Until a few months ago, leadless pacemakers (LPM) only functioned in VVIR mode. However, single-chamber pacing only covers 15% of pacemaker indications yet represents 38.5% of all pacing modes used in Spain.1 In the MARVEL 2 study, detection of atrial activity using the LPM accelerometer showed atrioventricular (AV) synchrony in 89.2% for up to 5hours.2 The LPM Micra AV MC1AVR1 (Medtronic Ibérica, SA, Spain) uses the signal from the accelerometer to detect the 4 sounds of the cardiac cycle (A1, A2, A3, and A4) and thus deliver a ventricular pace that is synchronized with atrial activity (VDD mode). After a blanking period (A1 and A2), the device starts a search window for ventricular events (VE) that ends after the passive component of ventricular filling (A3), then searches for the active component (A4), a signal that the device identifies as atrial mechanical contraction (AM). The detection of the A4 signal triggers a ventricular pace (VP), after an AM-VP interval of a few milliseconds (figure 1A,B). After implantation, the device automatically configures the atrial parameters (VE window, A3 threshold, and A4 threshold) to allow AV synchrony. These parameters can then be manually adjusted, if required, to optimize atrial signal detection.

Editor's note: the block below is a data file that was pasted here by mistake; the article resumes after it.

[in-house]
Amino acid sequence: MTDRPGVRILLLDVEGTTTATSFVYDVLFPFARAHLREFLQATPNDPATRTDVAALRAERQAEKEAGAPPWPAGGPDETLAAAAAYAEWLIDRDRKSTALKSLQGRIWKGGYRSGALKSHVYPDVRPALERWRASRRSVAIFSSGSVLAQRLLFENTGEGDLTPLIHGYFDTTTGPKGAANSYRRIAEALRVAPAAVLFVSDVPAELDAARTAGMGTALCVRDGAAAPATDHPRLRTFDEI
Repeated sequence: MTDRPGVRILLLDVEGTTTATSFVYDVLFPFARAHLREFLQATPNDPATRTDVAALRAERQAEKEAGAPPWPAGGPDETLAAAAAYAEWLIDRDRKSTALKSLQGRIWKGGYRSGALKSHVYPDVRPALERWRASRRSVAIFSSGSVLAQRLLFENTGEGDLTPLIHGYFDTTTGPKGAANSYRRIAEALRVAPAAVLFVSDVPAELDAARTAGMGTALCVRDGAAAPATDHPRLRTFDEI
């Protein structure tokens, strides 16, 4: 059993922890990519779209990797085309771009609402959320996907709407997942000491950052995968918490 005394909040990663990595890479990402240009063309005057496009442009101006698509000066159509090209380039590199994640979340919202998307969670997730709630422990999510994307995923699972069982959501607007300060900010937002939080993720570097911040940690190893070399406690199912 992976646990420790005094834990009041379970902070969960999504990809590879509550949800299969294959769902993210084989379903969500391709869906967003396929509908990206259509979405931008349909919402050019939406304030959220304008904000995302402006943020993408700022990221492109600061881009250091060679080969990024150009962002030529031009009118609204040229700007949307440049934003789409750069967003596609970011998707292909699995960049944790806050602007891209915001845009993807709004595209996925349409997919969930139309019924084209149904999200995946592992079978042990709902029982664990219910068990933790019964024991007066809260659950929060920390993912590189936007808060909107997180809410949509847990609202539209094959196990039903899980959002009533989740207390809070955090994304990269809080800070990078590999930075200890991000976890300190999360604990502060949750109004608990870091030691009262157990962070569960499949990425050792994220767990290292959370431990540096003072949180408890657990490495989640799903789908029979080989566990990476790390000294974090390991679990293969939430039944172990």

Figure 1.